If you take a drive through wine country in the middle of winter, it may seem as if all is quiet and at rest during the colder months of the year. The vines are bare and pruned and we have a few more months until spring makes the vines full and lush once again.
However, if you step inside the wineries dotting our hillsides, you'll find the hustle and bustle of the finer points of winemaking being performed day to day. This week at Torii Mor, Jacques is filtering the wines.
A sometimes controversial practice, filtering wines is, at its core, a way to help clarify the wine, to remove any leftover yeast and bacteria and to remove any leftover solids in the wine (mostly tartrates in white wines). This helps prevent the wine from going bad, helps the wine to mature faster, and improves the look of the wine in the glass. Because we ship the wine all over the country and abroad, we filter our wines to help make them more stable.
Filtration involves wine being pumped from one tank to another through various filtering methods. We use two different filtration methods here at Torii Mor. The first is diatomaceous earth filtration, a powder that is mixed with the wine, adding a bit more and a bit more powder as the wine flows through the filter, until the powder cakes the filter. This is a very fast, efficient method of clarifying wine.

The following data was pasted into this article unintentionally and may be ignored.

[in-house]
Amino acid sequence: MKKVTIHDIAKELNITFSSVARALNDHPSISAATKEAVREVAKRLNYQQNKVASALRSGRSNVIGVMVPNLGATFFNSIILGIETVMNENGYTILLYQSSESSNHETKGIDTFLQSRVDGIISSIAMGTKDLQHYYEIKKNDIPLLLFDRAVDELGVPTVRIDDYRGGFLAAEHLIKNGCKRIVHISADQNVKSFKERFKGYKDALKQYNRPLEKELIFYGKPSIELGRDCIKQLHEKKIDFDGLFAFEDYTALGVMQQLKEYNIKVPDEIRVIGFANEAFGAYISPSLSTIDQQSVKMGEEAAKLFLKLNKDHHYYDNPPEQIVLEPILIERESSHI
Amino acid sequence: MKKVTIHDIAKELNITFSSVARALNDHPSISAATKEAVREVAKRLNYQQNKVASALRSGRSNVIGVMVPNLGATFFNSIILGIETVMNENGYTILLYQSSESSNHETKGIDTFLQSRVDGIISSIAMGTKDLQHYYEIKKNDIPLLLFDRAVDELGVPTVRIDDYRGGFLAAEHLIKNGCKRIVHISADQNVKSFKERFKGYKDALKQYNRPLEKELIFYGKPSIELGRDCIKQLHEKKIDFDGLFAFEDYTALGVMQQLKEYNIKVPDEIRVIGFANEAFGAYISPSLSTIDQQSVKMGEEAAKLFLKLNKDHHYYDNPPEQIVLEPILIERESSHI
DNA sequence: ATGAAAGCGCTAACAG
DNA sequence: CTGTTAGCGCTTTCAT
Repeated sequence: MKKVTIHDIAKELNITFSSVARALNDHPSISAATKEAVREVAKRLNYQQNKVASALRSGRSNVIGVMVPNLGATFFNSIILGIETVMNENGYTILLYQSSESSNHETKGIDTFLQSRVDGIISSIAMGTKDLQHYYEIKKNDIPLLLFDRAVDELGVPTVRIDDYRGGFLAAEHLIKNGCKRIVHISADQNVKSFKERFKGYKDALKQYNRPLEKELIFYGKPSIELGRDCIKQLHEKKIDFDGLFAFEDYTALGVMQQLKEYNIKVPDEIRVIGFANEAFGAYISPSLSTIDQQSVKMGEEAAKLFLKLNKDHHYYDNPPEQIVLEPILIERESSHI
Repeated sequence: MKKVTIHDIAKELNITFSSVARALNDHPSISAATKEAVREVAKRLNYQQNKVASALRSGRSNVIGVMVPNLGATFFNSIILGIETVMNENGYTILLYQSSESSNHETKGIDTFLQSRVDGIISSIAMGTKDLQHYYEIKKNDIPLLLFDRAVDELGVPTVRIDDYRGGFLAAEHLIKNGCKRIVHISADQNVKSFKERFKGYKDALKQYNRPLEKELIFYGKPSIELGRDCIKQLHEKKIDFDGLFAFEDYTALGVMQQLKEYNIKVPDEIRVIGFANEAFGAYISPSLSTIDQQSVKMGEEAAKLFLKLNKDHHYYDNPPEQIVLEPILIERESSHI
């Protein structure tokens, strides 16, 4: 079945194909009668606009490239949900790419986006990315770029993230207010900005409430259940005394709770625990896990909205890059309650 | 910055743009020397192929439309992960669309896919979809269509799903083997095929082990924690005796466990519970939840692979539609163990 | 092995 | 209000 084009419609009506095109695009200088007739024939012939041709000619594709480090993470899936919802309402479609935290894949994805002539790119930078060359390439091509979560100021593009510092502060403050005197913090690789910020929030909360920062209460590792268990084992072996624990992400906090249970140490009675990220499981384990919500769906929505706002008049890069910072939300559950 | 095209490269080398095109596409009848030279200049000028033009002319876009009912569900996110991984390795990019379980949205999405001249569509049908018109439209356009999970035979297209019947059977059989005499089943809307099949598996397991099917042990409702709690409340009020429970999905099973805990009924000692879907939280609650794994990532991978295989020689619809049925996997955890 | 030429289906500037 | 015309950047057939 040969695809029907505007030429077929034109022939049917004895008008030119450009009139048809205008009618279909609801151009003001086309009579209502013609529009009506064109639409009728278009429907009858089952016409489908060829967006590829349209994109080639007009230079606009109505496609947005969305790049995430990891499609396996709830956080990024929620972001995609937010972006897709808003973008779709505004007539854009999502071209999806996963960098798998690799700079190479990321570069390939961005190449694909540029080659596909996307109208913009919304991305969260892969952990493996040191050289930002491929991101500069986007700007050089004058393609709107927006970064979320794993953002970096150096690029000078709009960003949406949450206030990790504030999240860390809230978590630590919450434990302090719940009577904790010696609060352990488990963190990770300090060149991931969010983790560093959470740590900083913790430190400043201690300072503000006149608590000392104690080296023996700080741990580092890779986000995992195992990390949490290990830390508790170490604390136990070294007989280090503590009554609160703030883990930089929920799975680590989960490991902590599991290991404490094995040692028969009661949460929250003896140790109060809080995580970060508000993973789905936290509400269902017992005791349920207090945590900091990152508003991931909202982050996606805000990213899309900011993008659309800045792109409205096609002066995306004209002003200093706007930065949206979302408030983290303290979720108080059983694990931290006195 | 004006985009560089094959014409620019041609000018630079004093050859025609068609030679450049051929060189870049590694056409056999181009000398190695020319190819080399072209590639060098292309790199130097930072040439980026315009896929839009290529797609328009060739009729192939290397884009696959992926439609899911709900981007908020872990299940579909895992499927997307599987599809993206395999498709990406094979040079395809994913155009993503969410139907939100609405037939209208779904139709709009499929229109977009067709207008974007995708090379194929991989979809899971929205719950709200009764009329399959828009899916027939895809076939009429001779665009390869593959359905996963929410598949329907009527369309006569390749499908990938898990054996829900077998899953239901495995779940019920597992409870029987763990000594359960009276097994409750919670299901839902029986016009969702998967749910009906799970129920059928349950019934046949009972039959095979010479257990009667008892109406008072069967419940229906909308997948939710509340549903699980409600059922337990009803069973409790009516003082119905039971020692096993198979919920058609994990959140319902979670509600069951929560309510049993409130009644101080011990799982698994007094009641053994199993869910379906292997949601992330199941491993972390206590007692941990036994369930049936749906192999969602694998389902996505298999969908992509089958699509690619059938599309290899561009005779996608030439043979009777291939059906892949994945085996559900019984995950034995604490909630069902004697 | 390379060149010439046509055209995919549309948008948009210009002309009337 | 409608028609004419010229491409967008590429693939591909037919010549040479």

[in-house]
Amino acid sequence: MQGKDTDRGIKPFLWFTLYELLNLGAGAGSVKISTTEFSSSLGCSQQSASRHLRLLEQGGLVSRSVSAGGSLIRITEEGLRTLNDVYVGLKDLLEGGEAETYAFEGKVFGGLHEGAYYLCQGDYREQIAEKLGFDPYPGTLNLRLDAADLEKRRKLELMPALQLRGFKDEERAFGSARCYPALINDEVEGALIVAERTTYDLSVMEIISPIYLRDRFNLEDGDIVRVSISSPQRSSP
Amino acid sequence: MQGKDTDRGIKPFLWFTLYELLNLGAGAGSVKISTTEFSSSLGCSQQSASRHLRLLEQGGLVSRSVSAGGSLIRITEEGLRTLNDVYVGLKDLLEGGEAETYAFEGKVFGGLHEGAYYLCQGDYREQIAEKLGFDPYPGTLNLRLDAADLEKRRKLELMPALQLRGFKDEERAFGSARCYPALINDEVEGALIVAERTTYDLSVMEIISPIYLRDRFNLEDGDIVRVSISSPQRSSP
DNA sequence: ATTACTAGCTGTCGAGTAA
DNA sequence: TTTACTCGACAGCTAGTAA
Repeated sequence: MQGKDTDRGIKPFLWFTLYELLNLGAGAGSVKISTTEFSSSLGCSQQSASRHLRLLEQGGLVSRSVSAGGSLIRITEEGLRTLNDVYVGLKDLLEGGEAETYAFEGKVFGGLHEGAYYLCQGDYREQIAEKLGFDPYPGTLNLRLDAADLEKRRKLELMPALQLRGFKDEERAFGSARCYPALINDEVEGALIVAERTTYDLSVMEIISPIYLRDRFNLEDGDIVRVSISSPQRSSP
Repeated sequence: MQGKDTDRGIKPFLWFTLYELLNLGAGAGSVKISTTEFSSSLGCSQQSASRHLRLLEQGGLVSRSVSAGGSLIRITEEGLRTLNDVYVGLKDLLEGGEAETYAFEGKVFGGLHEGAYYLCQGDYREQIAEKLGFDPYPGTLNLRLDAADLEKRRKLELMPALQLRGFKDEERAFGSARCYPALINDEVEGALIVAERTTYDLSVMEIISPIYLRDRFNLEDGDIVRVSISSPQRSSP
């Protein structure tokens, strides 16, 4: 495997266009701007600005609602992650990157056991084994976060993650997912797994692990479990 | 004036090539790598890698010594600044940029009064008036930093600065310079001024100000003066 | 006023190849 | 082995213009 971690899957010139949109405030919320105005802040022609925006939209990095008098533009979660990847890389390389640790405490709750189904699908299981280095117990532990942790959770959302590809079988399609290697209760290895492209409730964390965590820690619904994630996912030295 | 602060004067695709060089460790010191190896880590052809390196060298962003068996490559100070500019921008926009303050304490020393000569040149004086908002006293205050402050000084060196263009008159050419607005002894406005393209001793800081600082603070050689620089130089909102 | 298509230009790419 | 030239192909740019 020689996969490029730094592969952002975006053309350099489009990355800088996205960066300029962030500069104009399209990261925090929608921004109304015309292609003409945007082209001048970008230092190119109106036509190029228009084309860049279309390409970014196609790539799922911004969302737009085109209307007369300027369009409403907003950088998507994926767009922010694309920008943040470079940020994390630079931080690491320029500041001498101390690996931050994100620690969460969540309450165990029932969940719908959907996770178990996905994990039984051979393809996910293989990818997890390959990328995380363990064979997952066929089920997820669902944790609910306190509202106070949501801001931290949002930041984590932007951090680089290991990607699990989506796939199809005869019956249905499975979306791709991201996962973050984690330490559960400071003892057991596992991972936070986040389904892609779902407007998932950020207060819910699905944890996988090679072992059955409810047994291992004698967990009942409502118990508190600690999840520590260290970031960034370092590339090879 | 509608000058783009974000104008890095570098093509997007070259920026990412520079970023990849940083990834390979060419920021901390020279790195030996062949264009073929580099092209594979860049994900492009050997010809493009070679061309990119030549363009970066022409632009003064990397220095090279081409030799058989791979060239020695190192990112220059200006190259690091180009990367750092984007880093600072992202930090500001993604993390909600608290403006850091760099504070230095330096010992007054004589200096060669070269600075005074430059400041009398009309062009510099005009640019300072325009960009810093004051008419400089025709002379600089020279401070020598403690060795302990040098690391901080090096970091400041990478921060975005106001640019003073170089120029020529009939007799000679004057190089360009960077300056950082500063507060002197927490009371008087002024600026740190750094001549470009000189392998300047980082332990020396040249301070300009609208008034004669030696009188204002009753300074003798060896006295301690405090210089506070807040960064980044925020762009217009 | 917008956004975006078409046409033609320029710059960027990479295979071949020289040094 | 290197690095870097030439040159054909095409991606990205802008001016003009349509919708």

The tangle of pumps and tubes of wine flowing through the filter
The second method is pad filtration, where the wine gets filtered through a cellulose pad. There are different grades of pads, each filtering out particles of different sizes. Larger grades allow larger particles to remain in the wine. The wine has to be fairly clean when it goes through pad filtration. White wines get filtered with pads that have a smaller grade so they are filtered more vigorously, since they are in the bottle for a shorter amount of time while red wines are filtered with a higher grade to allow a bit of tannin and other particles to stay influencing the wine.
Jacques puts it best: "Filtration is not a bad thing, it is just a tool you have to use judiciously...not everything has to go through the same filter...we allow some yeast and some bacteria to remain in the wine so the Pinot Noir will age properly." Lucky for us, we have a winemaker who knows the best way to use the tools he's given.
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